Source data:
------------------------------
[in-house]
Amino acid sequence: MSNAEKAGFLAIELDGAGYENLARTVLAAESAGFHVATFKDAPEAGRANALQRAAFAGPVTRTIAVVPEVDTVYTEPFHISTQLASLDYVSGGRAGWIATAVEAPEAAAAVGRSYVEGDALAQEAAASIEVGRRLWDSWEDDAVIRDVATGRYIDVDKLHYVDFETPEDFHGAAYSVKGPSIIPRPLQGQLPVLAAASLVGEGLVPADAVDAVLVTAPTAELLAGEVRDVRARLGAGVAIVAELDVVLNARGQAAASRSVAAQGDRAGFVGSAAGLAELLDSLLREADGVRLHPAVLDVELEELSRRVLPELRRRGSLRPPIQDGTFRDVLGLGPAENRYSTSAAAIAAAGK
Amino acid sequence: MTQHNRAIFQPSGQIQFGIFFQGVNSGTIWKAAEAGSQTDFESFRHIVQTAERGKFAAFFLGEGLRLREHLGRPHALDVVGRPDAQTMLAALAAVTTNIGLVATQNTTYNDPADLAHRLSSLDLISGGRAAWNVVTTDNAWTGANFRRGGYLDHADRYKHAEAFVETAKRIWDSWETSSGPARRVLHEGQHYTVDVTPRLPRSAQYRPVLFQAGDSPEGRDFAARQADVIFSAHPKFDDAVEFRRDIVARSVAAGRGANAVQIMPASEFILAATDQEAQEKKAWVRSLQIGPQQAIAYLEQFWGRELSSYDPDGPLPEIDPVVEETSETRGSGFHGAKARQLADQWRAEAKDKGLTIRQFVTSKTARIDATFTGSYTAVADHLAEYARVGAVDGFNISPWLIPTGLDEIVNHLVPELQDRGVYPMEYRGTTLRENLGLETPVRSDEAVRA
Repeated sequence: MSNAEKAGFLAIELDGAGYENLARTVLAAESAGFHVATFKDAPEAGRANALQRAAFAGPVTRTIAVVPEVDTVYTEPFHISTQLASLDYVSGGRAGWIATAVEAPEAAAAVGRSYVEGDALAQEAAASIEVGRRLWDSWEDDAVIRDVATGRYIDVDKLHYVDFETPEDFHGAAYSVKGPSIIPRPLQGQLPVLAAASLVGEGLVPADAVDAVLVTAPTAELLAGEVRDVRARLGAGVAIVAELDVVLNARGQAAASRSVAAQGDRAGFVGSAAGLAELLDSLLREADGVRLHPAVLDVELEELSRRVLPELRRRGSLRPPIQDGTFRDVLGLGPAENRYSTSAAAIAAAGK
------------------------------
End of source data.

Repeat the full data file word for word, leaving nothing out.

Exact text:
[in-house]
Amino acid sequence: MSNAEKAGFLAIELDGAGYENLARTVLAAESAGFHVATFKDAPEAGRANALQRAAFAGPVTRTIAVVPEVDTVYTEPFHISTQLASLDYVSGGRAGWIATAVEAPEAAAAVGRSYVEGDALAQEAAASIEVGRRLWDSWEDDAVIRDVATGRYIDVDKLHYVDFETPEDFHGAAYSVKGPSIIPRPLQGQLPVLAAASLVGEGLVPADAVDAVLVTAPTAELLAGEVRDVRARLGAGVAIVAELDVVLNARGQAAASRSVAAQGDRAGFVGSAAGLAELLDSLLREADGVRLHPAVLDVELEELSRRVLPELRRRGSLRPPIQDGTFRDVLGLGPAENRYSTSAAAIAAAGK
Amino acid sequence: MTQHNRAIFQPSGQIQFGIFFQGVNSGTIWKAAEAGSQTDFESFRHIVQTAERGKFAAFFLGEGLRLREHLGRPHALDVVGRPDAQTMLAALAAVTTNIGLVATQNTTYNDPADLAHRLSSLDLISGGRAAWNVVTTDNAWTGANFRRGGYLDHADRYKHAEAFVETAKRIWDSWETSSGPARRVLHEGQHYTVDVTPRLPRSAQYRPVLFQAGDSPEGRDFAARQADVIFSAHPKFDDAVEFRRDIVARSVAAGRGANAVQIMPASEFILAATDQEAQEKKAWVRSLQIGPQQAIAYLEQFWGRELSSYDPDGPLPEIDPVVEETSETRGSGFHGAKARQLADQWRAEAKDKGLTIRQFVTSKTARIDATFTGSYTAVADHLAEYARVGAVDGFNISPWLIPTGLDEIVNHLVPELQDRGVYPMEYRGTTLRENLGLETPVRSDEAVRA
Repeated sequence: MSNAEKAGFLAIELDGAGYENLARTVLAAESAGFHVATFKDAPEAGRANALQRAAFAGPVTRTIAVVPEVDTVYTEPFHISTQLASLDYVSGGRAGWIATAVEAPEAAAAVGRSYVEGDALAQEAAASIEVGRRLWDSWEDDAVIRDVATGRYIDVDKLHYVDFETPEDFHGAAYSVKGPSIIPRPLQGQLPVLAAASLVGEGLVPADAVDAVLVTAPTAELLAGEVRDVRARLGAGVAIVAELDVVLNARGQAAASRSVAAQGDRAGFVGSAAGLAELLDSLLREADGVRLHPAVLDVELEELSRRVLPELRRRGSLRPPIQDGTFRDVLGLGPAENRYSTSAAAIAAAGK